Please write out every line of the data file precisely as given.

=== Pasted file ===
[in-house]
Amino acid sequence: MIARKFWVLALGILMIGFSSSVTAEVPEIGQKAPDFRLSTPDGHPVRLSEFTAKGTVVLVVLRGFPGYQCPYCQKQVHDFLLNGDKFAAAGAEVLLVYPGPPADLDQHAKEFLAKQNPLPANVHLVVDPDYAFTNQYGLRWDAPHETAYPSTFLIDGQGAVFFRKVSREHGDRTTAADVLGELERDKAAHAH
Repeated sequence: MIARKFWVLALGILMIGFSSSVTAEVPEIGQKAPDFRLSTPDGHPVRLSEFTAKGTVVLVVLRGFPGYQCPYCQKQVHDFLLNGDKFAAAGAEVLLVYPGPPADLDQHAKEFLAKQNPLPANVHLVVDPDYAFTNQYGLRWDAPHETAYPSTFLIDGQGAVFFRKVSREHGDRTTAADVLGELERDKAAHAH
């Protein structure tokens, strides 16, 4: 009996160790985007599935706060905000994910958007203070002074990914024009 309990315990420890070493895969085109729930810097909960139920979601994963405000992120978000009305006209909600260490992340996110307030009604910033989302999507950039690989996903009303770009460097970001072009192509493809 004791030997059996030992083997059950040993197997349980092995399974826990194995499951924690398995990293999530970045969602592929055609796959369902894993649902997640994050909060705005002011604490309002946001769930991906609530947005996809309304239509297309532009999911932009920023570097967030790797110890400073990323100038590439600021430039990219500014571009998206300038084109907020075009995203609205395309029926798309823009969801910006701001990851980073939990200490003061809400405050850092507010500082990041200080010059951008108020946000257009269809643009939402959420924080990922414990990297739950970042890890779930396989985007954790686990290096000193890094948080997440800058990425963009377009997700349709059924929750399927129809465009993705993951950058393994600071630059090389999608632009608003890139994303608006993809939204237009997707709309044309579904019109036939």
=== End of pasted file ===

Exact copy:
[in-house]
Amino acid sequence: MIARKFWVLALGILMIGFSSSVTAEVPEIGQKAPDFRLSTPDGHPVRLSEFTAKGTVVLVVLRGFPGYQCPYCQKQVHDFLLNGDKFAAAGAEVLLVYPGPPADLDQHAKEFLAKQNPLPANVHLVVDPDYAFTNQYGLRWDAPHETAYPSTFLIDGQGAVFFRKVSREHGDRTTAADVLGELERDKAAHAH
Repeated sequence: MIARKFWVLALGILMIGFSSSVTAEVPEIGQKAPDFRLSTPDGHPVRLSEFTAKGTVVLVVLRGFPGYQCPYCQKQVHDFLLNGDKFAAAGAEVLLVYPGPPADLDQHAKEFLAKQNPLPANVHLVVDPDYAFTNQYGLRWDAPHETAYPSTFLIDGQGAVFFRKVSREHGDRTTAADVLGELERDKAAHAH
């Protein structure tokens, strides 16, 4: 009996160790985007599935706060905000994910958007203070002074990914024009 309990315990420890070493895969085109729930810097909960139920979601994963405000992120978000009305006209909600260490992340996110307030009604910033989302999507950039690989996903009303770009460097970001072009192509493809 004791030997059996030992083997059950040993197997349980092995399974826990194995499951924690398995990293999530970045969602592929055609796959369902894993649902997640994050909060705005002011604490309002946001769930991906609530947005996809309304239509297309532009999911932009920023570097967030790797110890400073990323100038590439600021430039990219500014571009998206300038084109907020075009995203609205395309029926798309823009969801910006701001990851980073939990200490003061809400405050850092507010500082990041200080010059951008108020946000257009269809643009939402959420924080990922414990990297739950970042890890779930396989985007954790686990290096000193890094948080997440800058990425963009377009997700349709059924929750399927129809465009993705993951950058393994600071630059090389999608632009608003890139994303608006993809939204237009997707709309044309579904019109036939």